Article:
SARANDON: I don’t think she is a bad person. That’s why she left when she realized that she was out of control, and she didn’t come back until she’d cleaned up. Her addictions had gotten her so far from where she wanted to be that she removed herself from the family and still had a number of rough years until she felt she was in shape enough to come back. If she were able to sit down and have this conversation before she left, she’d be in better shape. So basically, Tammy has all of these abandonment issues, but in fact, Pearl thought she was doing the right thing. Pearl has a great appetite, but once she gets rid of her appetite for substances, the rest of her appetites are quite positive. She’s a very open, fun-loving person. She loves Tammy and she wants to give her a shot at changing her life and finally getting out of this small town and respecting herself a little bit more. I just hope she’s never patronizing.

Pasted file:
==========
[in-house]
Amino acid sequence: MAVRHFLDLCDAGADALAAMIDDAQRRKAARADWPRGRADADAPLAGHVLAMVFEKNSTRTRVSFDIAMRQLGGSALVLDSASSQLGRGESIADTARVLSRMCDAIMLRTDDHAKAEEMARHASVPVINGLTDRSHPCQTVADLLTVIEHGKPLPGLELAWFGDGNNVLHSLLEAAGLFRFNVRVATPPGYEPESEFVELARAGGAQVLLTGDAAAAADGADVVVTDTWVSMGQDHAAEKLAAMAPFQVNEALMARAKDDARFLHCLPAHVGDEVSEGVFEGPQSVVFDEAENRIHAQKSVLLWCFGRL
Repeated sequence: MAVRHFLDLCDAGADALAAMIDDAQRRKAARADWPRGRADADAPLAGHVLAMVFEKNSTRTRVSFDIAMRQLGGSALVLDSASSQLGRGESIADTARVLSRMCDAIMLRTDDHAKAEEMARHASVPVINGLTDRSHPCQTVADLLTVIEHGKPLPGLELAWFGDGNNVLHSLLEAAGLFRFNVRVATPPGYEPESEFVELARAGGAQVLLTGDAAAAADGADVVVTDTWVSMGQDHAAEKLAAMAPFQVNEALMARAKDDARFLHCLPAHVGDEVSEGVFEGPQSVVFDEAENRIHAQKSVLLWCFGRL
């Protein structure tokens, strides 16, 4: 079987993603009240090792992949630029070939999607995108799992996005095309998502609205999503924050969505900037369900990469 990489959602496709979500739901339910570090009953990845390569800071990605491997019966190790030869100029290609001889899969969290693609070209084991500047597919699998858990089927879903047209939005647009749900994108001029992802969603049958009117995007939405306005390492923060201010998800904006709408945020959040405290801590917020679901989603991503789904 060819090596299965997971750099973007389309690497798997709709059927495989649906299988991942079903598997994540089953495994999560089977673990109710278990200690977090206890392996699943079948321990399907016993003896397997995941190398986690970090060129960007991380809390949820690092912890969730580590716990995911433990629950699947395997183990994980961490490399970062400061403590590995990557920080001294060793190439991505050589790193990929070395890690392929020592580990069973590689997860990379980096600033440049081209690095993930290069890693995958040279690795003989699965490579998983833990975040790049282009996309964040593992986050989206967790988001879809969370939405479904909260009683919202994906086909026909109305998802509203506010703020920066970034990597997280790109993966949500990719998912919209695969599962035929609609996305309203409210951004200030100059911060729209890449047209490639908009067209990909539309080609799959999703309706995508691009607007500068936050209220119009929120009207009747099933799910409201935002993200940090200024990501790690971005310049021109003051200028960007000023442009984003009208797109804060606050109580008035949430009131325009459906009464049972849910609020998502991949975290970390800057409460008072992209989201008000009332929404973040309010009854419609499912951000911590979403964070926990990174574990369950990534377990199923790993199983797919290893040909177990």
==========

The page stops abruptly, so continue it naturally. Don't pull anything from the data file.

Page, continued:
When I do a part, I want to do things that frighten me, and they usually frighten me because they’re areas that can really go wrong. And what would have been wrong is for her to be patronizing to Tammy or winking at the audience or rolling her eyes. I think she has to do it in a loving way and in an uncomplicated way, but not patronize the audience or Tammy. That was one of the challenges, besides the obvious of making sure that you glide between humor and pathos. For me, the most wonderful movies are movies that are very, very funny, and then surprise you with something that moves you, and those are much more difficult to do. When those kinds of movies don’t work, they really don’t work. You can have a mediocre detective story or whodunit, but a mediocre love story/comedy is really painful.
This is Ben Falcone’s feature directorial debut, he and Melissa McCarthy wrote this together, Melissa is starring in it, and this is her first film as a producer, which could have turned into a dictatorship on set, but it didn’t, and everyone was really given a chance to shine. Was this a very collaborative set?